Yesterday the BBC reported that the U.K. Treasury Chief Secretary Danny Alexander has launched a 'ruthless' tax evasion clampdown. He talks about the desire to avoid taxes being "morally indefensible."
What is morally indefensible is government officials squandering taxpayers' money and running up huge deficits on spurious wars, demagogic entitlement programmes, and bankster bailouts.
What is morally indefensible is government officials robbing people of their wealth by printing money every time they promise more than they can deliver.
What is morally indefensible is government officials helping themselves to the public purse to fund their lifestyles, as was so egregiously found last year in what became known as the Parliamentary Expenses Scandal.
Is it any surprise, then, against such a backdrop, that hard-working citizens would rather conceal their assets than hand it over to an incompetent, wasteful, irresponsible gang of government officials? Is it any surprise that businesses would rather pay professional tax advisors than allow themselves to be suffocated and swallowed whole by the money-gobbling government anaconda?
Okay -- perhaps the Liberal Democrats opposed the war in Iraq; but they support the war in Afghanistan, if critically; they support redistributive taxes and entitlements; and they support regulation and red tape. If they have supported the Conservative-led cuts in spending, it has been only because the fiscal situation inherited from Labour was so dire that absent immediate action there would have been hell to pay. We should not have had to wait until the economy had fallen off a cliff.
Even more disturbing is Danny Alexander's wording:
Just as it is right to ensure that every benefit is fully justified, so we must ensure that every tax bill is paid in full. There are some people who believe that not paying their fair share of tax is a lifestyle choice that is socially acceptable. Just like the benefit cheats, they take the resources from those who need them most. Tax avoidance and evasion are unacceptable in the best of times but in today's times it is morally indefensible.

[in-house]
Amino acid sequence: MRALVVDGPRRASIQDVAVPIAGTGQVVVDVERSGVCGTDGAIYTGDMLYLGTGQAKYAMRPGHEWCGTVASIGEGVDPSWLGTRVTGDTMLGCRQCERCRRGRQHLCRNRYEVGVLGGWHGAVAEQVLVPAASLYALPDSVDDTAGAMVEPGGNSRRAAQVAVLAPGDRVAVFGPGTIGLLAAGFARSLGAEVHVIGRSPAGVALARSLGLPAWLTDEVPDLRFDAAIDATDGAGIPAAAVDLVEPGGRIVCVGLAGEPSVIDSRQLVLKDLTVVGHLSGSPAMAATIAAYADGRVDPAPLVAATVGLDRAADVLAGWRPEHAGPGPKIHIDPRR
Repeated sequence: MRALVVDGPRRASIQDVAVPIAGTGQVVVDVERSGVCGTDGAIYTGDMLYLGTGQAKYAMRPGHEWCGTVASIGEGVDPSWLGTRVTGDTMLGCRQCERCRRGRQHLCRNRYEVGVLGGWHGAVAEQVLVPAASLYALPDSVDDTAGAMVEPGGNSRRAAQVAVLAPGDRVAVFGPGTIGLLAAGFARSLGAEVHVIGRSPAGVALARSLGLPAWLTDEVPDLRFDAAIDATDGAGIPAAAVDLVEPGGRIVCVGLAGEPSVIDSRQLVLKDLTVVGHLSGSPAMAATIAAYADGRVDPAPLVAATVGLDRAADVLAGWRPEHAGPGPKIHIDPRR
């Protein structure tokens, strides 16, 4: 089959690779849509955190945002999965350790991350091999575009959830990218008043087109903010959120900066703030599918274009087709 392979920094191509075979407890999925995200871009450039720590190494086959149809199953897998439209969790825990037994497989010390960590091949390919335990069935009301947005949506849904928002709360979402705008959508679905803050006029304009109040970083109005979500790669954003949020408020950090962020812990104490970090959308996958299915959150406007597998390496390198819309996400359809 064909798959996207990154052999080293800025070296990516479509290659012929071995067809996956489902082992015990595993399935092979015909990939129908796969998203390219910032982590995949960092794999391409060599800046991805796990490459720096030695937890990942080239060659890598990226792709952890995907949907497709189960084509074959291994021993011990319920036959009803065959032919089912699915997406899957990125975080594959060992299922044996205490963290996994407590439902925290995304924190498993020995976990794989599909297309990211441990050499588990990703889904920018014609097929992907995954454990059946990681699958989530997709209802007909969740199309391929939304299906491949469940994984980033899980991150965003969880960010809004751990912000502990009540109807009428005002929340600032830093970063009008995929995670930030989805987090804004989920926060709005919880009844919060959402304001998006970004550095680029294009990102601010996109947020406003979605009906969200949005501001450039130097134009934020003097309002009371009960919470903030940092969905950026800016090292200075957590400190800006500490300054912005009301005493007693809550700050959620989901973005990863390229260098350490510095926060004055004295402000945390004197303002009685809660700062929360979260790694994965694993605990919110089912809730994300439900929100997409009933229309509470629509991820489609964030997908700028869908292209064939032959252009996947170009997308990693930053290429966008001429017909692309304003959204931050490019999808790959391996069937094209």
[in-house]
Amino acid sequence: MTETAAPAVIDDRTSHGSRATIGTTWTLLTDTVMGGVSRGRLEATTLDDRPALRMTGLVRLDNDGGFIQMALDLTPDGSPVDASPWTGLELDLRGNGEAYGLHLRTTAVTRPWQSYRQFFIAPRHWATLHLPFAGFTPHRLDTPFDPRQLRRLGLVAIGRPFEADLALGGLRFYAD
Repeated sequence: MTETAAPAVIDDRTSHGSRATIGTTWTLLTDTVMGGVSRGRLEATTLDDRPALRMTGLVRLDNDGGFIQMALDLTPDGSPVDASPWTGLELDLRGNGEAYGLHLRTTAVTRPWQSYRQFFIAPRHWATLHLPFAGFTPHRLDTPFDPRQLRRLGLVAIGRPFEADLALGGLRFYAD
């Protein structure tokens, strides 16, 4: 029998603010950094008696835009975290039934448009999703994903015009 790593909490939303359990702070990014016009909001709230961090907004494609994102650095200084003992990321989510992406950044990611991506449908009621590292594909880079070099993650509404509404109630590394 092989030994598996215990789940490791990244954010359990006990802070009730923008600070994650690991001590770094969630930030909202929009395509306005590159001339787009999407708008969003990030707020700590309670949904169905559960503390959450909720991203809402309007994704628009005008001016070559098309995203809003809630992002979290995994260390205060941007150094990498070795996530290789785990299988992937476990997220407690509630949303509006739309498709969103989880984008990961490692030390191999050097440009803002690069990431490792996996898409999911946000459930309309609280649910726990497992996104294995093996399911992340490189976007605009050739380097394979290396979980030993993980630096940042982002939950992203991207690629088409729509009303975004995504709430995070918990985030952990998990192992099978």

Never mind that "those who need them most" tends to be governmentspeak for "those who deserve them the least but whose vote we seek to purchase through government handouts"; Alexander conflates avoidance, which is legal, with evasion, which is illegal.
Tax avoidance being the use of legal means to minimise tax liabilities; evasion being to 'cheat' the system in order not to pay tax.
In my novel, Mister, I have a confrontation on this same issue between the money- and status-obsessed Mister and the corrupt police inspector, 'Obama'. Of course, Obama claims the two are one and the same, and that the money collected through taxes is 'owed' to the government, because it is money that "belongs to the government."
The government, in fact, does not own anything -- at least, in theory. In theory it uses money given to it by the citizens for the purposes of running and maintaining public services for and on the citizens' behalf. In theory, the government needs the consent and approval of the citizens before they can take and spend any money of theirs. In practice the government extorts, willy-nilly, any amount of money it sees fit by means of intimidation and violence in order to perpetuate itself and extend its power -- if the citizen occasionally benefits, it is purely incidental. When is the last time your objections to how your tax money is being spent were noted?
Phrases like "paying their fair share", therefore, sound intolerably specious -- particularly from a politician known to practice tax avoidance himself and who only three years ago was investigated for non-payment of capital gains tax.